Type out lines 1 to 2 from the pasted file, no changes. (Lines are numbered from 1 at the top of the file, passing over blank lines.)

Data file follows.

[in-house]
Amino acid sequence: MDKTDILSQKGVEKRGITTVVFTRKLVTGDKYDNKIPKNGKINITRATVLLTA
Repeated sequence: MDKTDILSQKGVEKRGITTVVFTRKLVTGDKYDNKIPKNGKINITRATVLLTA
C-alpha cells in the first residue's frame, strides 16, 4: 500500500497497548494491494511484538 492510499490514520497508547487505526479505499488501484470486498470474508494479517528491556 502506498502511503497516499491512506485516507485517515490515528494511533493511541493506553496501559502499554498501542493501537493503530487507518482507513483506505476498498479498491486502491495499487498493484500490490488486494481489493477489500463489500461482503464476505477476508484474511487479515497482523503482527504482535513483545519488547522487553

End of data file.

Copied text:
[in-house]
Amino acid sequence: MDKTDILSQKGVEKRGITTVVFTRKLVTGDKYDNKIPKNGKINITRATVLLTA